Medical Cannabis Versus Opioids

In late February of 2016, the Australian government passed the Narcotic Drugs Amendment Bill in parliament. This amendment allowed lawful cultivation of cannabis in Australia for medicinal distribution for the first time.

The use of cannabis as medicine has grown exponentially since the bill was passed, with more than 25,000 prescriptions for medical cannabis approved in Australia in 2019 by the TGA.

Most of those prescriptions were for chronic pain and other conditions that cause severe discomfort, such as:

  • Chronic Pain
  • Chemotherapy-induced nausea
  • Palliative care indications
  • MS (multiple sclerosis)
  • Cancer pain
  • Epilepsy
  • Spasticity from neurological conditions
  • Neuropathic pain
  • Dementia
  • Autism
  • Neuropathic pain
  • IBS
  • Schizophrenia
  • Anxiety
  • Tourette syndrome
  • PTSD
  • Depression
  • Endometriosis

It has also been prescribed to people suffering Anorexia and Bulimia and assist wasting syndrome associated with chronic illnesses such as cancer.

The current state of the Australian cannabis industry

We are now more than four years into a medical cannabis industry in Australia, and so far, the statistics for cannabis as a therapeutic alternative are very promising. This is not just a positive to patients and the medical industry either. The current projection for the Australian legal cannabis industry is projected to be worth $1.5 billion by the year 2025.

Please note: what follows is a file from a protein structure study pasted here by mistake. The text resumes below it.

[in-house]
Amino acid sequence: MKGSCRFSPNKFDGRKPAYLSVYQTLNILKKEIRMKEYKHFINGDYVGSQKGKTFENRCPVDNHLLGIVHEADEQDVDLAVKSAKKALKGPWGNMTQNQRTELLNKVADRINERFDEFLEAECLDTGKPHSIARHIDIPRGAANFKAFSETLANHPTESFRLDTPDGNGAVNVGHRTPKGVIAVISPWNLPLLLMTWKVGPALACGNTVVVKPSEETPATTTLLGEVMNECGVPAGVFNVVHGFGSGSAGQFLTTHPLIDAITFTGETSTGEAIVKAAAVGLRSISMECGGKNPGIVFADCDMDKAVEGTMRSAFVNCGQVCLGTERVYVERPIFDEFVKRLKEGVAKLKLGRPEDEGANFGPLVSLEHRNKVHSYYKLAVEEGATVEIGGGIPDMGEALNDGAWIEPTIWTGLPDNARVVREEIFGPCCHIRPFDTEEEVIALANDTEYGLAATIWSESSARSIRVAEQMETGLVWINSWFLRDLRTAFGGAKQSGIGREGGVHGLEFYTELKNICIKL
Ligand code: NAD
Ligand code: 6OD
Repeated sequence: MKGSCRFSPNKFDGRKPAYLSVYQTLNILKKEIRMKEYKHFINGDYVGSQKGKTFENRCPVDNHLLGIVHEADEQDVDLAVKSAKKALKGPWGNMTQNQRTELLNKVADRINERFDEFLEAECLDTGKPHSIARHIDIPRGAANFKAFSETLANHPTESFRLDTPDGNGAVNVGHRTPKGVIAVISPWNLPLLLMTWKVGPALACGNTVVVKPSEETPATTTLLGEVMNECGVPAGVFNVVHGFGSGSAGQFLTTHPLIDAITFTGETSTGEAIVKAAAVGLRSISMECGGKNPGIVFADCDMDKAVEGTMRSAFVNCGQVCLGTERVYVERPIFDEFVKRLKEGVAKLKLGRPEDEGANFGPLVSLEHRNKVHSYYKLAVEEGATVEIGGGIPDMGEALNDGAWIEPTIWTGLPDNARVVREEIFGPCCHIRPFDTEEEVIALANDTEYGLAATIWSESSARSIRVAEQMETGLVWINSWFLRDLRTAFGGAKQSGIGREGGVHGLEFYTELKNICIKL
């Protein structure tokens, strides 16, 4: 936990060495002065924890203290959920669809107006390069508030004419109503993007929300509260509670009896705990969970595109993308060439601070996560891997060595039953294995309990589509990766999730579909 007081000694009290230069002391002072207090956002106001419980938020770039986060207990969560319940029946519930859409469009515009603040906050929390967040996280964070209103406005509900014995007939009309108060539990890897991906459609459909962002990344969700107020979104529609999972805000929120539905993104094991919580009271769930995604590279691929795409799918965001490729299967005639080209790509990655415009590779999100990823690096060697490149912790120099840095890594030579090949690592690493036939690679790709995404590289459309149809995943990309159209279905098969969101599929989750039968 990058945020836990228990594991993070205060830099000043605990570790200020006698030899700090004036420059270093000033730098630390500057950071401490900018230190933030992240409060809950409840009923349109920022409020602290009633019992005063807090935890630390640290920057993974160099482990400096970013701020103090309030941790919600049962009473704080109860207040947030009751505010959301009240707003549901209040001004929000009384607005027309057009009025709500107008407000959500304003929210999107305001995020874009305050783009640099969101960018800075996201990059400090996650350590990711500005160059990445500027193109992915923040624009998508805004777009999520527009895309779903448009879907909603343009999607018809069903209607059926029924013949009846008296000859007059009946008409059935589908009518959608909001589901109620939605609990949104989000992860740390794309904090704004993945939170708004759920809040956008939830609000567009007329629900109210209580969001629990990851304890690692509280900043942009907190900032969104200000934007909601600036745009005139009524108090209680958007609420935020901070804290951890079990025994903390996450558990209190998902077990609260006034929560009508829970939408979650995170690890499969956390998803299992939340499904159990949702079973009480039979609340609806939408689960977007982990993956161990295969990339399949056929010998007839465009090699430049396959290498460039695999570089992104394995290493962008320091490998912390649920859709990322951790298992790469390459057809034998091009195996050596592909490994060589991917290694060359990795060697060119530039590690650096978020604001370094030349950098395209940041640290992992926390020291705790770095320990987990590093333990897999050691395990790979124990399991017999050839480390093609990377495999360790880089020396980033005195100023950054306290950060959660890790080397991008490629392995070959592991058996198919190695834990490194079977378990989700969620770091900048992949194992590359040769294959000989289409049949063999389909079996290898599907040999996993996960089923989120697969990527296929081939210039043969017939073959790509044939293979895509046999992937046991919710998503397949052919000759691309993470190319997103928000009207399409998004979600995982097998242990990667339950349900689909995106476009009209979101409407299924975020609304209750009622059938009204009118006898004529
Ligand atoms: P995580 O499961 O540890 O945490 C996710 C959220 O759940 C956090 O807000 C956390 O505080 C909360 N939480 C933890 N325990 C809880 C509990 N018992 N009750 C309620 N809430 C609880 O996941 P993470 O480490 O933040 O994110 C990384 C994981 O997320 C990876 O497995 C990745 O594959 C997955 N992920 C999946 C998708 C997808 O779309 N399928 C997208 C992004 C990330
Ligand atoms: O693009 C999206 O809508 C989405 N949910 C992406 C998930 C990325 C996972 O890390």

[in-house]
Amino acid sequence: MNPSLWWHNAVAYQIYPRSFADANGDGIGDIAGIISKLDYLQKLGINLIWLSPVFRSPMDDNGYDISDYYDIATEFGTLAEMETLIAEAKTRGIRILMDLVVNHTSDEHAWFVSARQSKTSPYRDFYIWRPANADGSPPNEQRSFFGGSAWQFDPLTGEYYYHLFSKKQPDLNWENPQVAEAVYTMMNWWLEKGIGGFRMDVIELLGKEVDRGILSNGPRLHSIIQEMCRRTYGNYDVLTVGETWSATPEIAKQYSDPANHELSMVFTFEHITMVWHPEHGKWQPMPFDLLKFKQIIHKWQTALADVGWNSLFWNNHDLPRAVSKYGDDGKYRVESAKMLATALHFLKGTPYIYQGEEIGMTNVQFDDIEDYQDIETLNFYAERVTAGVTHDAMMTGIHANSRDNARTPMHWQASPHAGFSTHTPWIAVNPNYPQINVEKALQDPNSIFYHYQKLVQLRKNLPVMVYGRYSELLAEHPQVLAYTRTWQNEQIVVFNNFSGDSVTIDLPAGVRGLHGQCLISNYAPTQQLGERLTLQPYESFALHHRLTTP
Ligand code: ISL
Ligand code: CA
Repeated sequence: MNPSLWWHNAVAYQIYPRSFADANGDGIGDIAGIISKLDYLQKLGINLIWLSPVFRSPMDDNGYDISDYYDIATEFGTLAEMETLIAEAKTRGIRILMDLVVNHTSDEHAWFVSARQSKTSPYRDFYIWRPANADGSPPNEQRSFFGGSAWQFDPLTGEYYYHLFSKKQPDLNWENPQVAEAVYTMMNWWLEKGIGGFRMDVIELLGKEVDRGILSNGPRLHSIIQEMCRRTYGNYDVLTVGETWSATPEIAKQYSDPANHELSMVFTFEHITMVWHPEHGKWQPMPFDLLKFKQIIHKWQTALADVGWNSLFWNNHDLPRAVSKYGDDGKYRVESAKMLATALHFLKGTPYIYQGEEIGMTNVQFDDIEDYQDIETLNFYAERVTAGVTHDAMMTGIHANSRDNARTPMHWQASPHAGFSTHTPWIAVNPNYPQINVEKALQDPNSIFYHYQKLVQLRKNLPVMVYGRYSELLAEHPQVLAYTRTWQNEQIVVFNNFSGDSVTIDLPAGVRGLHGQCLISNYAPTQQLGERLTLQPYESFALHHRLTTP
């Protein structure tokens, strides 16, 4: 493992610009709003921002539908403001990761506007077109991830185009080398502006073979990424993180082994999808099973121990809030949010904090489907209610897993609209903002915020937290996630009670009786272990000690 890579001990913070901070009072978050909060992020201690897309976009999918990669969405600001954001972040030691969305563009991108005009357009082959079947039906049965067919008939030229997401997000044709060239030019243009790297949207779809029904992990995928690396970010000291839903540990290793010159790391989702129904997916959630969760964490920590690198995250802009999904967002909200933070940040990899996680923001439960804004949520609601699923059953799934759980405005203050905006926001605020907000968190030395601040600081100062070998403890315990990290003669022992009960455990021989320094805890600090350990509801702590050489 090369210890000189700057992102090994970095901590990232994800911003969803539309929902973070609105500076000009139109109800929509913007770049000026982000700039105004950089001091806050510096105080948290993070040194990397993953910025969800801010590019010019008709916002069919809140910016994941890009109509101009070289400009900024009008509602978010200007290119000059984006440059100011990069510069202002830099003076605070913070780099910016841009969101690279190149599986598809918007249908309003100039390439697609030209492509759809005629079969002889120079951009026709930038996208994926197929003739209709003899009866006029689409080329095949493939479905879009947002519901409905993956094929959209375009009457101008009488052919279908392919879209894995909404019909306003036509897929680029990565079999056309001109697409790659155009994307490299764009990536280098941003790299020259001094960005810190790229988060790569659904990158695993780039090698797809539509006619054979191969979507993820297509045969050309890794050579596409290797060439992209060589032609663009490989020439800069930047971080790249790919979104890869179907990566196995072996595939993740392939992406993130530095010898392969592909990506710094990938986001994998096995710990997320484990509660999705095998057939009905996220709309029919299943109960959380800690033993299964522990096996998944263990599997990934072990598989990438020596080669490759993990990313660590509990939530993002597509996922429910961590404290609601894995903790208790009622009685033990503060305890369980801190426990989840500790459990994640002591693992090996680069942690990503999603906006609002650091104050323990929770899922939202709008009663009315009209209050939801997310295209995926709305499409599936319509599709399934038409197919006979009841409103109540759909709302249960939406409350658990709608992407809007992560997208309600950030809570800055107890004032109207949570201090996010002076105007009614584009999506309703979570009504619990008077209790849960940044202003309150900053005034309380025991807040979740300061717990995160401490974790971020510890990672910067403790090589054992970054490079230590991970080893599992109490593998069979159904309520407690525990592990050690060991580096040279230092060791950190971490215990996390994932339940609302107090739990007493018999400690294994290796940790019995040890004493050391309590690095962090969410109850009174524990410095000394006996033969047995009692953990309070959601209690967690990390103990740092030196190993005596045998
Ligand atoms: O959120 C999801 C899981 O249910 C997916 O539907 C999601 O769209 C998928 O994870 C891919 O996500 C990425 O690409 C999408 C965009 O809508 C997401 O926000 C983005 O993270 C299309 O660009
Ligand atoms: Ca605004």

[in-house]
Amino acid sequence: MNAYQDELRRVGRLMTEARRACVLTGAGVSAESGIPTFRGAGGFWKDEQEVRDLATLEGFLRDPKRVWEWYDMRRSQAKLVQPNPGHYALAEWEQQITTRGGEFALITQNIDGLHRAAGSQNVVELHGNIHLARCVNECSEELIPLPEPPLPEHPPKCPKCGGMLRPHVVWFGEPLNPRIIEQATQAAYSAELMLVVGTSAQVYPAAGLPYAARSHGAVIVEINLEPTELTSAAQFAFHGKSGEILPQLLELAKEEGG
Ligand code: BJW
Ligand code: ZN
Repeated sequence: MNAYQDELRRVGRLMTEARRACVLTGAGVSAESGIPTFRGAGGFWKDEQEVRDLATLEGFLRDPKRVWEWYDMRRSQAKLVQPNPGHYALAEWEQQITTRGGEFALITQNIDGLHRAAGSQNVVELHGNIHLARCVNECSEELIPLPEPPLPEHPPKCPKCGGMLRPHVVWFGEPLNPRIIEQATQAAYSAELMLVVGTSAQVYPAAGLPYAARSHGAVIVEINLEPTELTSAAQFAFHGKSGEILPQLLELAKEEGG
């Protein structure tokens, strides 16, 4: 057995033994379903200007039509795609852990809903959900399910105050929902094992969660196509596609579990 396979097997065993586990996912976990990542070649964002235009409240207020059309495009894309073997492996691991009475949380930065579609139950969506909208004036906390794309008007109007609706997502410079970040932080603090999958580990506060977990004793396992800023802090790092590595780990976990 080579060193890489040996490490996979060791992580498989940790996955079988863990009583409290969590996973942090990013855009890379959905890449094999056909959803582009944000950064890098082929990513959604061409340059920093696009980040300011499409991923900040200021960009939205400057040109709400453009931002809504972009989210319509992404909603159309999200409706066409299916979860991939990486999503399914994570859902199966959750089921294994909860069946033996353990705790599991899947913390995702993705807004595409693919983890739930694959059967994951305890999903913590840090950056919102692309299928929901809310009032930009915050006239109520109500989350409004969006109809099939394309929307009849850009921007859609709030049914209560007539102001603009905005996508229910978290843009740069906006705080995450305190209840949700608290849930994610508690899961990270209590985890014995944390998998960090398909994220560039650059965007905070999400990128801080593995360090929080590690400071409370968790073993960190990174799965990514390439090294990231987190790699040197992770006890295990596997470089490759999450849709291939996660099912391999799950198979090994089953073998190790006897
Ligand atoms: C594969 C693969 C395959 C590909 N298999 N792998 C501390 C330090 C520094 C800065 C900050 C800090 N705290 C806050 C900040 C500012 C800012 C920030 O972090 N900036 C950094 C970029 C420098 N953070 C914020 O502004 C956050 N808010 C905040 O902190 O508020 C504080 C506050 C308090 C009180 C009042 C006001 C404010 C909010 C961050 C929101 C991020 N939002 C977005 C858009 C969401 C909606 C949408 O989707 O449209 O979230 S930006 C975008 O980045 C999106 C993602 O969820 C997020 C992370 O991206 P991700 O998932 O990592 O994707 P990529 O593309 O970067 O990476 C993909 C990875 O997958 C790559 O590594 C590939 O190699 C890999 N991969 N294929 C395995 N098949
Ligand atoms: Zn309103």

The 2019 landmark decision by the Australian government allows the export of Australian made medical cannabis products to the international market. This includes the export of products like:

  • Cannabis flower
  • Cannabis-based oils (including CBD oil)
  • Lozenges
  • Oral sprays and patches
  • Capsules and tablets

With access to a growing global market for medicinal cannabis products, these financial projections could be modest. The chances are with those kinds of profits; the industry will not be disappearing any time soon.

The opioid option

There is; however, another staple pain relief drug that has been prescribed to chronic pain sufferers in Australia since the turn of the century – opioids.